U.S. offering investment to boost COVID-19 vaccine capacity
The Biden administration is making billions of dollars available to drugmakers to scale up domestic production of COVID-19 vaccines in the hopes of building capacity to produce an additional 1 billion shots per year to share with the world.
Under the new initiative, the Department of Health and Human Services’ Biomedical Advanced Research and Development Authority is soliciting pharmaceutical companies that have demonstrated the ability to make the more-effective mRNA vaccines to bid for government investment in scaling up their manufacturing abilities. Drugmakers Pfizer and Moderna produce the two U.S.-approved mRNA shots.
The Biden administration believes the boosted capacity of COVID-19 shots will help ease a global shortage of doses, particularly in lower- and middle-income nations, stopping preventable death and limiting the development of potentially new, more dangerous variants of the virus.
The initiative comes as the Biden White House has faced growing pressure at home and abroad over inequity in the global vaccine supply — as the U.S. moves toward approving booster shots for all adults while vulnerable people in poorer nations wait for their first dose of protection.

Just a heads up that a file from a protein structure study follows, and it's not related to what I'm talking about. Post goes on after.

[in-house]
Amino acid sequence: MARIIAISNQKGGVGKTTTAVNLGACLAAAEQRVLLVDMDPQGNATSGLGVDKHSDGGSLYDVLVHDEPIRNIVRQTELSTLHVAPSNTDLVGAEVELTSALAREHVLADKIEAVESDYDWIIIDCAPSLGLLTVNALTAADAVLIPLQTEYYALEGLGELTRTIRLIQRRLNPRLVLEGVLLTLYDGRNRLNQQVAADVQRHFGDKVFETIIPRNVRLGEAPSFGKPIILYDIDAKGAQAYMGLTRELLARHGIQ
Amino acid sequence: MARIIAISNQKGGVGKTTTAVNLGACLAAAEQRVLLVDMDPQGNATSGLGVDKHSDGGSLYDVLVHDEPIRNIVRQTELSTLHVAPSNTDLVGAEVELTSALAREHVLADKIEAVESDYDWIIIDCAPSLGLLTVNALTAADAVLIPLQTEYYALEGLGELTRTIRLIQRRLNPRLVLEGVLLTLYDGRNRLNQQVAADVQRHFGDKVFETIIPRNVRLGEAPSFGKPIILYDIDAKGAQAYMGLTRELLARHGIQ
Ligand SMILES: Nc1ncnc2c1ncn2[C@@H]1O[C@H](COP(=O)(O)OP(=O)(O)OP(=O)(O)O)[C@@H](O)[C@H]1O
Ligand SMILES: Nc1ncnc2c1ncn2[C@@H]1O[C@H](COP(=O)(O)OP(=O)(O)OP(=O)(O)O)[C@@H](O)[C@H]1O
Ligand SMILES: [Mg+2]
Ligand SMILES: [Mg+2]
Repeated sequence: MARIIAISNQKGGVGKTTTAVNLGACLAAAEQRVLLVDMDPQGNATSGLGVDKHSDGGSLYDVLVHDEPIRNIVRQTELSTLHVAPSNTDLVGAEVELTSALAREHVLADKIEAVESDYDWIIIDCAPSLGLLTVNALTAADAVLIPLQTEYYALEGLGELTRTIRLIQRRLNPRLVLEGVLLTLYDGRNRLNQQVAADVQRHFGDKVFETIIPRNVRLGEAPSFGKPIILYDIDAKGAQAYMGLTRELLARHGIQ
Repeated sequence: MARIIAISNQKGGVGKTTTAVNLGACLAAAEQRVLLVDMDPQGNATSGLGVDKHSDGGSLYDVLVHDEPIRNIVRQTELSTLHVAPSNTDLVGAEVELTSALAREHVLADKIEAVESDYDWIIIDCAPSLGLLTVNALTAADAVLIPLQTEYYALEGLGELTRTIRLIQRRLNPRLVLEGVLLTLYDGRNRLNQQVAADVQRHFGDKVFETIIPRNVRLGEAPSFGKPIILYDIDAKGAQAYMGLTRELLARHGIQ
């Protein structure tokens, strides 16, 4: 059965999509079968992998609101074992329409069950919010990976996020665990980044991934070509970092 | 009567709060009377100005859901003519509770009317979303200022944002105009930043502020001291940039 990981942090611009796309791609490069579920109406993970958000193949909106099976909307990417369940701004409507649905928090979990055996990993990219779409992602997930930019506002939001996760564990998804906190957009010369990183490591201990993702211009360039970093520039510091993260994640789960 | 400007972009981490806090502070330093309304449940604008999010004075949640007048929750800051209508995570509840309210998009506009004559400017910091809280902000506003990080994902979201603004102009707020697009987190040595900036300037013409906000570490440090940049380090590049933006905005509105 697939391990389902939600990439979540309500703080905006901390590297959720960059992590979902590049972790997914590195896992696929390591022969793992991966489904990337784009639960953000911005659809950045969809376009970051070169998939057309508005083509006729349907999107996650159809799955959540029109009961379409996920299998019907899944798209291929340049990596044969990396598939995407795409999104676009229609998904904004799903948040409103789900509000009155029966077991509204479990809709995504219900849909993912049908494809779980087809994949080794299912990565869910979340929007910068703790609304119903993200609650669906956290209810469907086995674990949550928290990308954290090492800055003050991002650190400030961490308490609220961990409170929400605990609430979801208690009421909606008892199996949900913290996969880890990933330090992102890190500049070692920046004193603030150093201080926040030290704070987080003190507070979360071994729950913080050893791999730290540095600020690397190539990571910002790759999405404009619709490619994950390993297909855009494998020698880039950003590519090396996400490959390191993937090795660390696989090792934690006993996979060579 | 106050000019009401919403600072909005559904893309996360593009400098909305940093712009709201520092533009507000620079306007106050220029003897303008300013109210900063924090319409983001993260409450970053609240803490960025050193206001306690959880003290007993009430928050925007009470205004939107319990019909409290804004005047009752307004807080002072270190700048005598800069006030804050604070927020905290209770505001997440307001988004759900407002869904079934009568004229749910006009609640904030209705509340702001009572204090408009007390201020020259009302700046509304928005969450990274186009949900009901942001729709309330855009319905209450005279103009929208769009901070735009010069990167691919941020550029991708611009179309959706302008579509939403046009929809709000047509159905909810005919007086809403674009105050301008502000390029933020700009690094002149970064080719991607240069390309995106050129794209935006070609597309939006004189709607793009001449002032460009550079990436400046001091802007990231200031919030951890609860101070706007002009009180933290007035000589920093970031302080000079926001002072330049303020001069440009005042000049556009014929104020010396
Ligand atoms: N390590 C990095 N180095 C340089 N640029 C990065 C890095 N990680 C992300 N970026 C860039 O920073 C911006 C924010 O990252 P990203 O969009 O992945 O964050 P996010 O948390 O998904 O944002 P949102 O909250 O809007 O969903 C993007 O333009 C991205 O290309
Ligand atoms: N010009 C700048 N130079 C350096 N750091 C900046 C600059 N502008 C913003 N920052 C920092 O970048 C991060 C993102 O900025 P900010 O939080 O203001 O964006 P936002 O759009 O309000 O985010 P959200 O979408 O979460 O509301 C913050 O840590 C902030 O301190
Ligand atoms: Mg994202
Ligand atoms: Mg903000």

Pfizer has signed a deal allowing other manufacturers to make its COVID-19 pill, which is awaiting a green light from U.S. regulators.
There are no firm agreements yet with Moderna or Pfizer to take up the U.S. on the investment, but the Biden administration hopes that the enhanced manufacturing capacity, through support for the company’s facilities, equipment, staff or training, will be available by mid-2022 to allow more COVID-19 doses to be shared overseas as well as to prepare for the next public health emergency.
The announcement was previewed Wednesday by an administration official who spoke on the condition of anonymity to discuss the matter before the official release. The New York Times first reported on the new initiative.
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